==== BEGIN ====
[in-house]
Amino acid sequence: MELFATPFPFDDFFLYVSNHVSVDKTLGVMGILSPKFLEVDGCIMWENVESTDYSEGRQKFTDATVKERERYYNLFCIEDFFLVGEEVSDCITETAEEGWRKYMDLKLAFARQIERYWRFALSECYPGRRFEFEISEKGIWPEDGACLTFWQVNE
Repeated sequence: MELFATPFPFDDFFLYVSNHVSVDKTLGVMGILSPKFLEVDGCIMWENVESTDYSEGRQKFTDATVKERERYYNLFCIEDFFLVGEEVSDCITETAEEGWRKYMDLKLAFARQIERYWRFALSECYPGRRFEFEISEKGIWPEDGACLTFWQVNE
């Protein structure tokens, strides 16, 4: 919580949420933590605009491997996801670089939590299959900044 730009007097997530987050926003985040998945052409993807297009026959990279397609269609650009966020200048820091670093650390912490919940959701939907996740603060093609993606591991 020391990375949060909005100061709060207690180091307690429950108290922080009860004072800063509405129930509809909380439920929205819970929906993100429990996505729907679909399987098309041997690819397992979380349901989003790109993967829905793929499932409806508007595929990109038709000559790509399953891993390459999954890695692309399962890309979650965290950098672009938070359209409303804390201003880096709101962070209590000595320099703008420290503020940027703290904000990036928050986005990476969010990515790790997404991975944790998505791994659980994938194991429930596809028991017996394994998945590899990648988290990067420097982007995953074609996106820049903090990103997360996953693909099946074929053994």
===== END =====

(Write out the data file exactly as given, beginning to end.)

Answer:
[in-house]
Amino acid sequence: MELFATPFPFDDFFLYVSNHVSVDKTLGVMGILSPKFLEVDGCIMWENVESTDYSEGRQKFTDATVKERERYYNLFCIEDFFLVGEEVSDCITETAEEGWRKYMDLKLAFARQIERYWRFALSECYPGRRFEFEISEKGIWPEDGACLTFWQVNE
Repeated sequence: MELFATPFPFDDFFLYVSNHVSVDKTLGVMGILSPKFLEVDGCIMWENVESTDYSEGRQKFTDATVKERERYYNLFCIEDFFLVGEEVSDCITETAEEGWRKYMDLKLAFARQIERYWRFALSECYPGRRFEFEISEKGIWPEDGACLTFWQVNE
């Protein structure tokens, strides 16, 4: 919580949420933590605009491997996801670089939590299959900044 730009007097997530987050926003985040998945052409993807297009026959990279397609269609650009966020200048820091670093650390912490919940959701939907996740603060093609993606591991 020391990375949060909005100061709060207690180091307690429950108290922080009860004072800063509405129930509809909380439920929205819970929906993100429990996505729907679909399987098309041997690819397992979380349901989003790109993967829905793929499932409806508007595929990109038709000559790509399953891993390459999954890695692309399962890309979650965290950098672009938070359209409303804390201003880096709101962070209590000595320099703008420290503020940027703290904000990036928050986005990476969010990515790790997404991975944790998505791994659980994938194991429930596809028991017996394994998945590899990648988290990067420097982007995953074609996106820049903090990103997360996953693909099946074929053994």